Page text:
image of surf snowdonia artificial wave awesome maps blog

What is distinctly different is that the wave in this wave pool is being created from the middle, so that’s where the power is. Unlike in the ocean, the whitewater is where the wave ends and not where it’s coming from. It’s powerless, so if you end up in the whitewater, you will lose the wave. It takes some getting used to, but once you've got it, you’ll have the stoke you have in the ocean.

image of surf snowdonia wave pool awesome maps blog

He will never make it back on the wave here

Of course, nothing artificially made will ever come close to a sunset on the beach, walking through the warm sand, paddling out in excitement and sitting in the lineup with the sun warming your skin - but the ride itself in the wave pool is amazingly fun! Although, if this description of amazing surf has sparked your wanderlust, we have a map for you that shows you the best surf spots in the world. Printed on paper, foldable and indestructible material, for your coffee table or to travel with or on a towel, just like this one.

image of surf towel awesome maps blog

Amazing dog, towel, surfboard - in that order

Will you fall into the artificial wave machine and die a horrible death?

It generally felt pretty safe. When you fall, the water is deep enough and also, between you and the snowplough, there's a mesh fence. As we mentioned before, the energy comes from the snowplough, so falling into the mesh seems pretty hard to do! Paddling right next to the mesh and popping up did feel strange and took some getting used to, but the wave pushes you away from it and you'd have to actively try to ride into the mesh. Even then, it didn't feel like anything would happen. Of course, this is just personal opinion and you should be careful and only do what feels safe for you.

The bottom of the wave pool is a foil that gets super slippery and when you walk out, you can struggle. I slipped a couple of times, despite knowing how slippery it was. I don’t know how much maintenance is needed and whether it’s feasible or not, but a bit more grip would've been appreciated, although it's not a big deal.

The water can look a bit murky in pictures, but we never had the feeling that the water quality was bad. I swallowed a lot of the water and didn’t have any problems. Again, no guarantees here, just our experience!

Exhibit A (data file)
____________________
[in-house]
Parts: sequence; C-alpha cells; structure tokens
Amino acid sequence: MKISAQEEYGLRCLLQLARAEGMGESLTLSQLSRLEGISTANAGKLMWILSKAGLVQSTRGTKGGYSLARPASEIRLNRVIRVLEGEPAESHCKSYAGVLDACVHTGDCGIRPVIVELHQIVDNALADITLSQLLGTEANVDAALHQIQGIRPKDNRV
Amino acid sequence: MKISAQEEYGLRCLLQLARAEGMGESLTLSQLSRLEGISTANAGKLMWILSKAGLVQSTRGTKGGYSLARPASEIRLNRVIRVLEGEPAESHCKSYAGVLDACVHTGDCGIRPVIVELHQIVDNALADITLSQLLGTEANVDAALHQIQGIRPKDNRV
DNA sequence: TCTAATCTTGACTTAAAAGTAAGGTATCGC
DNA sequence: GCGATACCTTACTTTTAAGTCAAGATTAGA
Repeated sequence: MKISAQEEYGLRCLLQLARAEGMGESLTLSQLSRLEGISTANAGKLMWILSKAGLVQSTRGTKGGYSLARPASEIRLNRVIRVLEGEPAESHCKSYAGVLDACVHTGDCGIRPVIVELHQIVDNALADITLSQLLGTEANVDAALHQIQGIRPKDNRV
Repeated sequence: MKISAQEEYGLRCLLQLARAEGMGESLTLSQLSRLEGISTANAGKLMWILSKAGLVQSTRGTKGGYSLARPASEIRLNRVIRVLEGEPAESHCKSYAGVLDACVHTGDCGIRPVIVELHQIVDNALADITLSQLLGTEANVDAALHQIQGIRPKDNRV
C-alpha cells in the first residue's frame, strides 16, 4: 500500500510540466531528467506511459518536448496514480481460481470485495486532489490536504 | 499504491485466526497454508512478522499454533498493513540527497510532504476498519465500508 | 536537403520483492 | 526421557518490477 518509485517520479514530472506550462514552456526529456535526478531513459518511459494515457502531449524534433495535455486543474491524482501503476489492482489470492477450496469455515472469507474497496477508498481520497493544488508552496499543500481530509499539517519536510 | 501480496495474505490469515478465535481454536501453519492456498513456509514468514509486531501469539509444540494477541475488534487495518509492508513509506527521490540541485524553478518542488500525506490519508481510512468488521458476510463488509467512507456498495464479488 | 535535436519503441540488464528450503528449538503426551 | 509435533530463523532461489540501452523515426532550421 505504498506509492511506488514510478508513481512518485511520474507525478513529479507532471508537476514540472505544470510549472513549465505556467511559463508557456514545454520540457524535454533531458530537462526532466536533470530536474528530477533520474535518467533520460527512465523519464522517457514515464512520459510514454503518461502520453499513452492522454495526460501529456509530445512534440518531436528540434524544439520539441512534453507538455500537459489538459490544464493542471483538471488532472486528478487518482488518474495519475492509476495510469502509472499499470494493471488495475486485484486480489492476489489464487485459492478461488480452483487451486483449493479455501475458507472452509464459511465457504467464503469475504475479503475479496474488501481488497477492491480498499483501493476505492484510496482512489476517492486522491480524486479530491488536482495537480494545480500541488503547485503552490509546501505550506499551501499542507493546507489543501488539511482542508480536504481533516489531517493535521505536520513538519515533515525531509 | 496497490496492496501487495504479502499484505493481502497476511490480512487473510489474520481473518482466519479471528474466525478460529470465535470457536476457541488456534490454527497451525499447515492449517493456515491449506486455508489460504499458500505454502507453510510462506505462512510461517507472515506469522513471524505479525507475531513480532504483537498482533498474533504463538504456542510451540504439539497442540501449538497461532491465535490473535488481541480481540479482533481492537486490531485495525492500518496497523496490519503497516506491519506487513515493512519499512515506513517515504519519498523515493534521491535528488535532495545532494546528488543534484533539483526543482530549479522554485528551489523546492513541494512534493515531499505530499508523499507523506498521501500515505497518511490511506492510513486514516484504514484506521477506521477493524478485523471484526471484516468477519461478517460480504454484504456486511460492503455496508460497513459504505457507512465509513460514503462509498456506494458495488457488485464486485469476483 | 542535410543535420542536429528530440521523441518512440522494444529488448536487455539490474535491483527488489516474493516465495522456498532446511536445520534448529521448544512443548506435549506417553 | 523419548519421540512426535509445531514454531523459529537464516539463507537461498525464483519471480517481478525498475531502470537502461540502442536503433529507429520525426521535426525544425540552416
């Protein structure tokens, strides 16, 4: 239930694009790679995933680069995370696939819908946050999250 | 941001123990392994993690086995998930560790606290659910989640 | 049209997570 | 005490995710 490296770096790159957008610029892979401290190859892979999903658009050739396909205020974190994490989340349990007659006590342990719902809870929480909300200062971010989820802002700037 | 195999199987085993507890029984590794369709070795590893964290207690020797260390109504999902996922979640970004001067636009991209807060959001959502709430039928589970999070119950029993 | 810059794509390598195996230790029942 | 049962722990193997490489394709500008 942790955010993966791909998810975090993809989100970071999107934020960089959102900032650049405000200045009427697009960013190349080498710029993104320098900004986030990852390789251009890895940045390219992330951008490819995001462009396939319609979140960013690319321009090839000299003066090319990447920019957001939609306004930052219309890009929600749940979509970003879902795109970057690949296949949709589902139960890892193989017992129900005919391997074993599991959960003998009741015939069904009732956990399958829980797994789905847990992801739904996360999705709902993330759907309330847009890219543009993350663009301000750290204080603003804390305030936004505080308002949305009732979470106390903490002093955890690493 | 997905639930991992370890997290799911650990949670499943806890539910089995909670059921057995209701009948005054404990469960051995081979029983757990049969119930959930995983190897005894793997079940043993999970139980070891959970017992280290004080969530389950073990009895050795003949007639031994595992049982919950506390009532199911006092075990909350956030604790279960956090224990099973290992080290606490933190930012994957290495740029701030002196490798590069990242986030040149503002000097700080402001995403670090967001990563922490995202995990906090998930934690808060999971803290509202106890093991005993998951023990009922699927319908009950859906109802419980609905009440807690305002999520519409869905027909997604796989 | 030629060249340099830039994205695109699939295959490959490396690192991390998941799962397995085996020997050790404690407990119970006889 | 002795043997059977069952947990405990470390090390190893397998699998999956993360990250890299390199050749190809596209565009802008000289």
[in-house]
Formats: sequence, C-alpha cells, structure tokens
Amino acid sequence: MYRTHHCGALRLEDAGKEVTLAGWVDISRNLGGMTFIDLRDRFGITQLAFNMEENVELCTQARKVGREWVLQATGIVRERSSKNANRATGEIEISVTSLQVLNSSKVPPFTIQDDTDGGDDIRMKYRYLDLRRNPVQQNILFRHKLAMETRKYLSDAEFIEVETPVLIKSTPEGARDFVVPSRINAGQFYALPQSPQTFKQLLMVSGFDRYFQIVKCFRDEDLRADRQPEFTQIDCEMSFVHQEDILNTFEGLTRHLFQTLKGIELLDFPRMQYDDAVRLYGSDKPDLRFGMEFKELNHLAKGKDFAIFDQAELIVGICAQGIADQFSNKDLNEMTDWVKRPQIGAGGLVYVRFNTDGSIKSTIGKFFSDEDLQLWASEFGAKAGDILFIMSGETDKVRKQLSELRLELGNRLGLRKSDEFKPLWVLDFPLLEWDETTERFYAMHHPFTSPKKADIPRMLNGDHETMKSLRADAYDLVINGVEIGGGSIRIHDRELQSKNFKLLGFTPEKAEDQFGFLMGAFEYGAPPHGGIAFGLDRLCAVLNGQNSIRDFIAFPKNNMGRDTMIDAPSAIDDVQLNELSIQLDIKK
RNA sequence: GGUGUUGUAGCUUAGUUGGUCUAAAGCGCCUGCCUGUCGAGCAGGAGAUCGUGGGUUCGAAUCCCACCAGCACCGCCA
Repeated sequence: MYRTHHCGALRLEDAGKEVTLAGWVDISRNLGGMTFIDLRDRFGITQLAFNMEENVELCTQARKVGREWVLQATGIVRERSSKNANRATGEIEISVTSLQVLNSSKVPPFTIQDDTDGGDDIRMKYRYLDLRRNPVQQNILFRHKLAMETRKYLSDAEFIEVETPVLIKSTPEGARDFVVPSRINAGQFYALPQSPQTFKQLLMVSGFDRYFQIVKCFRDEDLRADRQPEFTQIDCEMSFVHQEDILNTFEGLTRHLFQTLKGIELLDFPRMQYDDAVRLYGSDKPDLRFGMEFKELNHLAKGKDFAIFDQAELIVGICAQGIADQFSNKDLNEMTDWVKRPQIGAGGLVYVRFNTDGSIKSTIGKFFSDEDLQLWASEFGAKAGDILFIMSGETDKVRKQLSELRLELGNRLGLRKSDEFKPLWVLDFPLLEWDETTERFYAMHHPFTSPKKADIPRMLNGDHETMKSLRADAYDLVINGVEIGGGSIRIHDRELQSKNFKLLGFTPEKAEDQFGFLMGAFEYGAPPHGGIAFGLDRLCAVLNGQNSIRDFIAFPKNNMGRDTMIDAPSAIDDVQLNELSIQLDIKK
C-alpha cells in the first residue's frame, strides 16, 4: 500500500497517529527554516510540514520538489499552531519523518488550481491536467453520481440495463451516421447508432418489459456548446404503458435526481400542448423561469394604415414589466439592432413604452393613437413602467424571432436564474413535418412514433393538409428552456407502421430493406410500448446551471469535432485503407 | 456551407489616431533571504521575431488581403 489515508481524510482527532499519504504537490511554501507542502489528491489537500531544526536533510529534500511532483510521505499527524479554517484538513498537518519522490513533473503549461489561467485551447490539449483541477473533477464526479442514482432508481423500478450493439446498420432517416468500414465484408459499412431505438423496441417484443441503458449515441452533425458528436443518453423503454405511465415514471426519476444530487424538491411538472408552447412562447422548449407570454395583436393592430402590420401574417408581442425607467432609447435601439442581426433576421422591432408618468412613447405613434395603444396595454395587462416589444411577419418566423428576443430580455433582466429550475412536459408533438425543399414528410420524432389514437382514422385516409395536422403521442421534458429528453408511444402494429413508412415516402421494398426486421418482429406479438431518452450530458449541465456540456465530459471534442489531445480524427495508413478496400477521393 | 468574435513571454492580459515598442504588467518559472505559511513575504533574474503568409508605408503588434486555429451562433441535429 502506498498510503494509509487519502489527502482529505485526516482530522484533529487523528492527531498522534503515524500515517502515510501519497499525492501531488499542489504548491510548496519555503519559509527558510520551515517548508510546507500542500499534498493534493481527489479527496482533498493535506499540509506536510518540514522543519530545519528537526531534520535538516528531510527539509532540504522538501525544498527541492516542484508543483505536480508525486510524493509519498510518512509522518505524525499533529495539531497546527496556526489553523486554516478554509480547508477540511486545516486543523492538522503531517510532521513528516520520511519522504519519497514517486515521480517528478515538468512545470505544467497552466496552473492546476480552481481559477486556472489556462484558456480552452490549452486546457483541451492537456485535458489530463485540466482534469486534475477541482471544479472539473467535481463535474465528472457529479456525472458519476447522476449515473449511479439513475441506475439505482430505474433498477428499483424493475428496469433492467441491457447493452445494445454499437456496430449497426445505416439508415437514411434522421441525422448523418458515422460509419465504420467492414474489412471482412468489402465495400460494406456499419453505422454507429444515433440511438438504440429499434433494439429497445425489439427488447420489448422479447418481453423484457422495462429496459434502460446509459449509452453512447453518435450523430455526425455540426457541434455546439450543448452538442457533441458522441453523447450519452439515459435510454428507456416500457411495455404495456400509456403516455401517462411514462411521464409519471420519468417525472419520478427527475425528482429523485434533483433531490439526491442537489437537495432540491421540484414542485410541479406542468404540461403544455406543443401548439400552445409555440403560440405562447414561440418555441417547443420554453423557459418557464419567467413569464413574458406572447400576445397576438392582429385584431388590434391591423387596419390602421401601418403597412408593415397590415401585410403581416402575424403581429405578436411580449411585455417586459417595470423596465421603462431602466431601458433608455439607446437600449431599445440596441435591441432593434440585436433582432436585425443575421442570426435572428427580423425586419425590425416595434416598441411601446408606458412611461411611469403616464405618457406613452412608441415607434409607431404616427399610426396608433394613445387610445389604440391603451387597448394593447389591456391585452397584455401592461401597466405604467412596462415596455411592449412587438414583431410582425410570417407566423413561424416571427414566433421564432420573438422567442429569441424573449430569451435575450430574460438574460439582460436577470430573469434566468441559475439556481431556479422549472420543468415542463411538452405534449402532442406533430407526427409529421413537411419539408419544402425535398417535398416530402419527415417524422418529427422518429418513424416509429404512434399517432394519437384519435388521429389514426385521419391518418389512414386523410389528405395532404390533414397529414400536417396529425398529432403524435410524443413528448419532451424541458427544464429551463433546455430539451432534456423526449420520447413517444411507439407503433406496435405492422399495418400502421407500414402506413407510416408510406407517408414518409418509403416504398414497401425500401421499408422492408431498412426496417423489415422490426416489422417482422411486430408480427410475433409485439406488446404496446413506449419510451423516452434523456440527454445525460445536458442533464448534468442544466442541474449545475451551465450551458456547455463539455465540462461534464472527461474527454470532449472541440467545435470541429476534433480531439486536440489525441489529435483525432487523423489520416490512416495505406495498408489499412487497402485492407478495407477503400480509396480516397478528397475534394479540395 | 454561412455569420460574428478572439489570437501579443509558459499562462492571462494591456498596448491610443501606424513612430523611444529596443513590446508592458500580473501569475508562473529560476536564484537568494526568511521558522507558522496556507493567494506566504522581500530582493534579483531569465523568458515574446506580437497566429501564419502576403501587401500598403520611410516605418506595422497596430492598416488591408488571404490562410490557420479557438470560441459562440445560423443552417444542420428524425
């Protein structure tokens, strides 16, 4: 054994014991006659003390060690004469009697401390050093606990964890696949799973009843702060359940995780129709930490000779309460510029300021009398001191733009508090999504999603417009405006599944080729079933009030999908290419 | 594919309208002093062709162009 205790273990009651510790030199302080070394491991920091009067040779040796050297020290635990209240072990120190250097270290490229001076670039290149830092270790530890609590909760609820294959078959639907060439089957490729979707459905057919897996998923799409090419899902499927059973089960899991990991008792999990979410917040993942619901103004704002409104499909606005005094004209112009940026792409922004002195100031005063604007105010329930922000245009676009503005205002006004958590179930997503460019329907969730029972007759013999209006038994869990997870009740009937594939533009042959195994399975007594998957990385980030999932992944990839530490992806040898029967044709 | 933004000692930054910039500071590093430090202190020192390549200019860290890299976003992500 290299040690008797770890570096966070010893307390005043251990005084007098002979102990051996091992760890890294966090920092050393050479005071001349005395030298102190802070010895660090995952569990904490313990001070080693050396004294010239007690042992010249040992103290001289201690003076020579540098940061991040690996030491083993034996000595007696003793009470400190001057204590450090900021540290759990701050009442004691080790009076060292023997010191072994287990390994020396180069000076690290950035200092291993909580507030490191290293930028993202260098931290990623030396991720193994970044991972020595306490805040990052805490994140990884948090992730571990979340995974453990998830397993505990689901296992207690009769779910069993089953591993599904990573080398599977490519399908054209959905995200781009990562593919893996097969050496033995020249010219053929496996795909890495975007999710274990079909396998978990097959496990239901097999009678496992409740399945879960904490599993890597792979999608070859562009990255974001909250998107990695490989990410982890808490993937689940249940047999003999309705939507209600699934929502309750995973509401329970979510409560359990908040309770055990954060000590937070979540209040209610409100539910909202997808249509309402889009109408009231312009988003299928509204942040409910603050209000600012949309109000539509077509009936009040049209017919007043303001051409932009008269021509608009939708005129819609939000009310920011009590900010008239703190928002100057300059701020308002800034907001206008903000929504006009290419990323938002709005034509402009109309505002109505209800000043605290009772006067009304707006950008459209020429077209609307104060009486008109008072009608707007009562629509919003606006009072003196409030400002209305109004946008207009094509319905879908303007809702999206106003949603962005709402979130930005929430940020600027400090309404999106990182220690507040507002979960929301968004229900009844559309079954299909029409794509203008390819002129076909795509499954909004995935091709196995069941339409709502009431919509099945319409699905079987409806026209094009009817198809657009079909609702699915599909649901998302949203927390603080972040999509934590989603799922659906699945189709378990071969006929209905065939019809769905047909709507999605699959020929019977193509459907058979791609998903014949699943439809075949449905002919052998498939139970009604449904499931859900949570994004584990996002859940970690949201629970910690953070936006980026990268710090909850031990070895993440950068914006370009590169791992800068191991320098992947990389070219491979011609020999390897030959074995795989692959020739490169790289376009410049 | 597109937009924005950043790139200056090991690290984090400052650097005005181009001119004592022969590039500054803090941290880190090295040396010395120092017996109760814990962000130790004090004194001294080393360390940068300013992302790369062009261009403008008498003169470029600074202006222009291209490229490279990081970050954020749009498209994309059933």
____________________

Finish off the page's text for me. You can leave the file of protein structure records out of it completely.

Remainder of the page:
What can your weekend at Surf Snowdonia look like?

We're assuming that you're considering going there to surf for a weekend. If you’re out of shape, an afternoon surf session to get back into the water would make sense (for the levels of Intermediate 1, 2 and Advanced).

Then on your first full day, you could consider having a nice breakfast and then doing a double surf session, followed by a nice long break. Consider having a coach for that second session of the morning. Then, another afternoon surf session and a nice, long night. You will be exhausted.

On day two, start with another coached session and do one more on your own, maybe leaving 2-3 hours in between. Time flies and if you only leave one hour, you would be rushed, because returning your surfboard, getting out of the wetsuit, showering, changing and the whole process of getting ready again takes some time.

How much does a weekend at Surf Snowdonia cost?

You can see the prices on their website. So this is more to give you an idea about how much money you should have in mind when you're planning for a weekend, because chances are, you’re travelling there just to surf and will have a full weekend.

*price for the whole day, regardless of how many sessions you do

  • 5 Surf Sessions: £250 (275€/$300)
  • 2hrs of coaching: £100 (110€/$120)
  • Board rental*: £10 (11€/$12)
  • Wetsuit hire*: £6 (7€/$8)
  • Food, Coffee, Snacks: £50 (55€/$60) per day
  • Accommodation: cheap if camping, Airbnb about £60 (66€/$73) pp/night

How can surfing the wave pool help me progress?

This is the important bit. How much can you progress over approximately 5 sessions in 2-3 days? This was our experience, as a beginner surfer and an intermediate surfer (hello, this is Simon writing, the intermediate one).